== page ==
West Ham v Manchester City: Sam Allardyce plays for pride in Capital One Cup, but really wants new players
'The amount of deals we have tried to secure... everyone’s frustrated'
Tuesday 21 January 2014
The prospect of not reaching the Capital One Cup final, of yet another home defeat, or even of a mauling from Manchester City tonight are not Sam Allardyce’s main worries at the moment.
After slipping back into the bottom three following Saturday’s defeat against Newcastle, the West Ham United manager admitted yesterday that his team were “highly, highly unlikely” to overturn their 6-0 first-leg deficit and book their place at Wembley on 2 March.
Allardyce’s ambitions for the evening are more realistic. “It is about playing a game at home and trying to win it,” he said. “You play it because you are playing at home, for pride, to try to get a result. Hopefully we can give City a really tough game and try to get something out of it.”
But the importance of this week to West Ham’s season, even to their future, goes far beyond tonight’s events at Upton Park. They are separated from the bottom of the Premier League table by goal difference alone and in desperate need of reinforcements. The transfer window is where West Ham’s 2014 will be decided.
“Frustrated is an understatement,” said Allardyce yesterday, describing how he has found it so far. “The amount of offers and deals that we have tried to secure in the last six to eight weeks... everyone is frustrated, but our need is greater than everyone else’s.”
Allardyce has been trying to convince Ravel Morrison to sign a new contact, with not much success, and admitted that the 20-year-old midfielder – one of his best players this season – wanted to join Fulham.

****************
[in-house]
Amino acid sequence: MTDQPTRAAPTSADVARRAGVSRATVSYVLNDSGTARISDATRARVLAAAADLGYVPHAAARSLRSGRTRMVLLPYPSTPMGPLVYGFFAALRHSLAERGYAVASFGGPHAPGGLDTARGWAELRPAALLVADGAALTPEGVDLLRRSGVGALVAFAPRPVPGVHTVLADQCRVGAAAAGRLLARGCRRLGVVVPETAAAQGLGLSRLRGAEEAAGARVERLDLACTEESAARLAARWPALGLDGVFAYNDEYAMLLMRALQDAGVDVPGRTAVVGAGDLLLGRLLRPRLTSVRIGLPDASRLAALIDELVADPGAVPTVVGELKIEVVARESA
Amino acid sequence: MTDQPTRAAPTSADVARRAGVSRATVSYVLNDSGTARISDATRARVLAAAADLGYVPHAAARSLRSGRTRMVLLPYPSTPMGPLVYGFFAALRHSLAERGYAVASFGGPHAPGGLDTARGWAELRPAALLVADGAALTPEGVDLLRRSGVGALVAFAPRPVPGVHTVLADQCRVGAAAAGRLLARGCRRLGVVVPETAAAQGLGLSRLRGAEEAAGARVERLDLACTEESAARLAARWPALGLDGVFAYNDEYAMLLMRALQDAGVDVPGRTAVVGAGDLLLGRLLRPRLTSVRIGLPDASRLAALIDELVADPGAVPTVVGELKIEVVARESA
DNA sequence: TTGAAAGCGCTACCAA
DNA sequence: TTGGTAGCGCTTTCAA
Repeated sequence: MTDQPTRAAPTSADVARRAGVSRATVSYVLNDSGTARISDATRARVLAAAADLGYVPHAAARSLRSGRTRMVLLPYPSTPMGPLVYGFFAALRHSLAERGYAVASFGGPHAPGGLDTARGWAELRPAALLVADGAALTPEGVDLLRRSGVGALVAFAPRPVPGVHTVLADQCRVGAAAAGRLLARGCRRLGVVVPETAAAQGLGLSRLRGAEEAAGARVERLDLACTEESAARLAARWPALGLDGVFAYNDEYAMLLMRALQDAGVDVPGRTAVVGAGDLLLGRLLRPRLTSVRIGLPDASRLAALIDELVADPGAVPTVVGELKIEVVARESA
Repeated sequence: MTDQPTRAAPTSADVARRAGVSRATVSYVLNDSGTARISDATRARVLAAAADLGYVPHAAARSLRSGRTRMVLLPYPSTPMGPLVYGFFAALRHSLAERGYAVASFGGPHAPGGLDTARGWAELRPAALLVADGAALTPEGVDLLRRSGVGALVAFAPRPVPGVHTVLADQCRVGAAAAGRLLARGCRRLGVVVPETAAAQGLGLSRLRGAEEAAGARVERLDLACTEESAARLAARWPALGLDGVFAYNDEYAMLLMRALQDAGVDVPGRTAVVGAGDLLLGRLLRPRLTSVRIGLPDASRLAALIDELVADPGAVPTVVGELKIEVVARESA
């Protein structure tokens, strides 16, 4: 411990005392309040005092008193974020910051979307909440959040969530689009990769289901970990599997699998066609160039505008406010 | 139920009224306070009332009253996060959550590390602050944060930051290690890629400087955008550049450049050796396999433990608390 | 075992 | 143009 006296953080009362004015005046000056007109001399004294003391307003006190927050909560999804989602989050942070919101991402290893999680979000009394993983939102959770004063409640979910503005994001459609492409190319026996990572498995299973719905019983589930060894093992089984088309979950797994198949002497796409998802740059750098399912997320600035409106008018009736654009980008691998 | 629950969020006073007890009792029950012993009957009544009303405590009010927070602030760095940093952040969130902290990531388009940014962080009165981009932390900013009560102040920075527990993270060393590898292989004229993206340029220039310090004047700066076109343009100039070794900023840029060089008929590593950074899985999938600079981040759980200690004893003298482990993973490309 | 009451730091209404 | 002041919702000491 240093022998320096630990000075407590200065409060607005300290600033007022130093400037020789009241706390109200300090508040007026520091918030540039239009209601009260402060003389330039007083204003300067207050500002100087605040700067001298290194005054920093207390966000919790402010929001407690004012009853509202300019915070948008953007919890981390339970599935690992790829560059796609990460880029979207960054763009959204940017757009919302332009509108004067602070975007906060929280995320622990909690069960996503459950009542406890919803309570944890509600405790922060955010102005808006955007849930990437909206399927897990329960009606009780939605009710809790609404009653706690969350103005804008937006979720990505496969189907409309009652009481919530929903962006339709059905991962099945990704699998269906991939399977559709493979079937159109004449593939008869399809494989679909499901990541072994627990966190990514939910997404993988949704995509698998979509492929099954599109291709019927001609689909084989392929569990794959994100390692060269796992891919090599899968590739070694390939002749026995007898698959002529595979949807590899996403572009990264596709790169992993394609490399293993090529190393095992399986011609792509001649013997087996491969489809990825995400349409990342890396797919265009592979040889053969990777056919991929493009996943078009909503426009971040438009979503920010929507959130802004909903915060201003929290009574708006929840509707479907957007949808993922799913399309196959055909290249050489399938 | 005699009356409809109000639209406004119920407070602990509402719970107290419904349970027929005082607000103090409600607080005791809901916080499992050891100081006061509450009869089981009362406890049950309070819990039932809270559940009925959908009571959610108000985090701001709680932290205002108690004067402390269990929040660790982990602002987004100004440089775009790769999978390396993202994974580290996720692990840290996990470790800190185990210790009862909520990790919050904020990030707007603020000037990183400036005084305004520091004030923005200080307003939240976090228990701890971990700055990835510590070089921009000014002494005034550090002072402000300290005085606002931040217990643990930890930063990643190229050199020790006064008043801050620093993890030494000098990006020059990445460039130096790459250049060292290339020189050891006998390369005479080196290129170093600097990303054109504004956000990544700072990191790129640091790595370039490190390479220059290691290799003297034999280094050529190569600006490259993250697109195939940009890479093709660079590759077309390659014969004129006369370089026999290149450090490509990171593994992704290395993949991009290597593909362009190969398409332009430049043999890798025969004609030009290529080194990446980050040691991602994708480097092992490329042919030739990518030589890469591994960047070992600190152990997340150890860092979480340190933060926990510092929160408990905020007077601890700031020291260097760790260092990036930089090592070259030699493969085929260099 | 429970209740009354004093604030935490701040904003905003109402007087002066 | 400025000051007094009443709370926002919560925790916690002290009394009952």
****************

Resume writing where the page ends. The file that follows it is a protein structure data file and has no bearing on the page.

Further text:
“This window creates a hysteria about the fact that people will tell you that somebody is going to come and get you. That could then turn your head, probably based on the money that people say you’re going to make,” said Allardyce, who described Fulham’s opening offer as “derisory”.
West Ham were close to signing Everton defender Johnny Heitinga but that fell through, and now Everton are about to take Ivory Coast striker Lacina Traoré on loan from Monaco after West Ham secured a work permit for him.
“It was all down to the player’s agent,” Allardyce explained. “That is who he listened to. That is what happens in today’s game.” Traoré is not certain to pass his Everton medical – he has a hamstring problem – and if he does not, Allardyce would not rule out the possibility of trying again.
While West Ham are in a different situation from Manchester United, it is just as high pressure, according to Allardyce: “From my point of view it is an equal pressure, not only because of now but because of the future of this club. The burden of this club is that it wants to move into the Olympic Stadium in two years’ time, so it has to be in the Premier League.”
Latest in Sport
Arsenal have no plans to stock Petr Cech inspired caps in club shops - yet
Nathaniel Clyne joins Liverpool: Transfer news live - Arda Turan decision, Petr Cech reaction, Sergio Ramos to Manchester United
Christian Benteke to Liverpool: Aston Villa striker ready to reject Tottenham
Nigel Pearson: Leicester City sack manager despite Premier League survival
Arda Turan announcement expected on Friday: Chelsea, Arsenal and Manchester United possible destinations
- 1 Tunisia hotel attack: Locals form 'human shield' to protect hotel from gunman Seifeddine Rezgui
- 2 Russian officials ban yoga because it's too much like a religious cult
- 3 German ethics council calls for incest between siblings to be legalised by Government
- 4 Ginger Pride festival to take place next summer, organisers say 'time of bullying gingers is over'
- 5 Facebook rainbow profile pictures likely being tracked by social network
The moment a Queen's Guard soldier lost it and drew his gun at annoying tourist
Greece crisis: IMF was pushed around by Angela Merkel and Nicholas Sarkozy – and now it is being humiliated
Greece crisis: The wider lesson is that it’s time to abandon this failed experiment in currencies
'I wish the BBC would stop calling it Islamic State' – David Cameron unleashes frustration at broadcaster
Pentagon accuses Russia of 'playing with fire' over nuclear threats towards Nato
They are neither a 'state' nor 'Islamic': Why we shouldn't call them Isis, Isil or IS